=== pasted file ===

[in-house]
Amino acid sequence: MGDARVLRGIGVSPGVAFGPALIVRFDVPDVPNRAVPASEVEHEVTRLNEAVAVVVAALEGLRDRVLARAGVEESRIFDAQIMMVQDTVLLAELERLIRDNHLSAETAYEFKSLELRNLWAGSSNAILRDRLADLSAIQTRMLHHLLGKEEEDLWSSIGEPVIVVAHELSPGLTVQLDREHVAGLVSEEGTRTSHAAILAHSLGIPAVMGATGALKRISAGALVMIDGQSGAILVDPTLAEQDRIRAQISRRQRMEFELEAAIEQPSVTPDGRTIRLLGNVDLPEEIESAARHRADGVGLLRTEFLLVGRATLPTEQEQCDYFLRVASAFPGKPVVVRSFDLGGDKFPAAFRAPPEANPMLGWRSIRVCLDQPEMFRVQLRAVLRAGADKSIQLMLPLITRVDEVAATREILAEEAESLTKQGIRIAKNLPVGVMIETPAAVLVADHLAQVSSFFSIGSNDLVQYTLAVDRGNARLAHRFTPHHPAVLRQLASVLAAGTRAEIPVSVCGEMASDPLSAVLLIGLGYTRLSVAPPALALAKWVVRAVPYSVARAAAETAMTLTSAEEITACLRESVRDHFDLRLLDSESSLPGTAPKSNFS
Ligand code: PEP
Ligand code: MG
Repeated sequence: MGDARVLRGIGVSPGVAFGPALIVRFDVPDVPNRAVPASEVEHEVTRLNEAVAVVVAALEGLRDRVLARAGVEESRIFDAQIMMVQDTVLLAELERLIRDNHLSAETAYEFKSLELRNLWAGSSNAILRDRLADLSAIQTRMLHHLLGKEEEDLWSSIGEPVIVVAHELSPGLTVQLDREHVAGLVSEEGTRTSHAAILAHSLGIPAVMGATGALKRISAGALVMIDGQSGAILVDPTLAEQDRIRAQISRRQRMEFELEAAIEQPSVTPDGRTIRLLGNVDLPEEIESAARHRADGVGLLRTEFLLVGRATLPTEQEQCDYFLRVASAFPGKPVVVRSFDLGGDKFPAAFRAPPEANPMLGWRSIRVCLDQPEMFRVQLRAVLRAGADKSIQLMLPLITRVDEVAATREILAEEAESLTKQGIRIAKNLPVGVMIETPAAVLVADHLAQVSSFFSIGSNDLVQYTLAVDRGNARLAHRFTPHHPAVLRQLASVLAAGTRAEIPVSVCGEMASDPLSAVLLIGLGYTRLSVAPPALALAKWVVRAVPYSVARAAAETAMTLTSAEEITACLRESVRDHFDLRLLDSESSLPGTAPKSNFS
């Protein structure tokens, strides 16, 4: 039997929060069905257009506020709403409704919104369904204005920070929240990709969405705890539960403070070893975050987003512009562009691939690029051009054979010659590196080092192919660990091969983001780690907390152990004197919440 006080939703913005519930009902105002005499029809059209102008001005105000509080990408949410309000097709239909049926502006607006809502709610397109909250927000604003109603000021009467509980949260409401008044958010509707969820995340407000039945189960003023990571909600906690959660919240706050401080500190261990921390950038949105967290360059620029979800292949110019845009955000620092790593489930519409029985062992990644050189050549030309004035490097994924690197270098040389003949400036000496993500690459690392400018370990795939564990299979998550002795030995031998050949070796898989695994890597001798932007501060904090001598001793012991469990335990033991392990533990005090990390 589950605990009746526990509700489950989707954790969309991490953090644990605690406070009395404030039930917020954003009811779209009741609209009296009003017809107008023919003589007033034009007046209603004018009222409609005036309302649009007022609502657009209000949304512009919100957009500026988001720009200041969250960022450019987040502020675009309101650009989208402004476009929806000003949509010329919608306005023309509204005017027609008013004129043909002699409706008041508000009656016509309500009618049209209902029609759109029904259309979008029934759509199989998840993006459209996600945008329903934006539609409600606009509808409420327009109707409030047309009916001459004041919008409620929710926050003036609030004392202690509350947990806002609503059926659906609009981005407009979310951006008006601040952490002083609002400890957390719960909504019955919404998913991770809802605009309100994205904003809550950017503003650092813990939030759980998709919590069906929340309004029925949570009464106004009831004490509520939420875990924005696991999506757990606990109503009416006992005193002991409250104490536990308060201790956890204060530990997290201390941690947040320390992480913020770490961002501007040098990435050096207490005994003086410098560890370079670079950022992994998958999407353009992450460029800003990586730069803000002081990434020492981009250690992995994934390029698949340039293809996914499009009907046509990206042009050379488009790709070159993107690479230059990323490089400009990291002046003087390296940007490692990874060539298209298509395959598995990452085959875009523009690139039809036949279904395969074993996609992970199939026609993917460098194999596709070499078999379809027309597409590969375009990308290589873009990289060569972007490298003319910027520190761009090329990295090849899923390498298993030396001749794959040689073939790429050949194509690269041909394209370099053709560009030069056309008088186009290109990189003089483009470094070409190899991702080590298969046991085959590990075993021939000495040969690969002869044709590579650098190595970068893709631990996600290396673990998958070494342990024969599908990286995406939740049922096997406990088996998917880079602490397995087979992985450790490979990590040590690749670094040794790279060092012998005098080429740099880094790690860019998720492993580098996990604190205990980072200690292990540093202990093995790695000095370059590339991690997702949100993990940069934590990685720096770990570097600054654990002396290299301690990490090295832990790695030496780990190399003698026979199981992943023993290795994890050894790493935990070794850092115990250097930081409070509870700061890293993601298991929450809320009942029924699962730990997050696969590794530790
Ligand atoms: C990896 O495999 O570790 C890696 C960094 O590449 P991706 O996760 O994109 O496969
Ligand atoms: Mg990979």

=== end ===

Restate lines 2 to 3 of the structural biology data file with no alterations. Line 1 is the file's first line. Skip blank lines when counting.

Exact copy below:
Amino acid sequence: MGDARVLRGIGVSPGVAFGPALIVRFDVPDVPNRAVPASEVEHEVTRLNEAVAVVVAALEGLRDRVLARAGVEESRIFDAQIMMVQDTVLLAELERLIRDNHLSAETAYEFKSLELRNLWAGSSNAILRDRLADLSAIQTRMLHHLLGKEEEDLWSSIGEPVIVVAHELSPGLTVQLDREHVAGLVSEEGTRTSHAAILAHSLGIPAVMGATGALKRISAGALVMIDGQSGAILVDPTLAEQDRIRAQISRRQRMEFELEAAIEQPSVTPDGRTIRLLGNVDLPEEIESAARHRADGVGLLRTEFLLVGRATLPTEQEQCDYFLRVASAFPGKPVVVRSFDLGGDKFPAAFRAPPEANPMLGWRSIRVCLDQPEMFRVQLRAVLRAGADKSIQLMLPLITRVDEVAATREILAEEAESLTKQGIRIAKNLPVGVMIETPAAVLVADHLAQVSSFFSIGSNDLVQYTLAVDRGNARLAHRFTPHHPAVLRQLASVLAAGTRAEIPVSVCGEMASDPLSAVLLIGLGYTRLSVAPPALALAKWVVRAVPYSVARAAAETAMTLTSAEEITACLRESVRDHFDLRLLDSESSLPGTAPKSNFS
Ligand code: PEP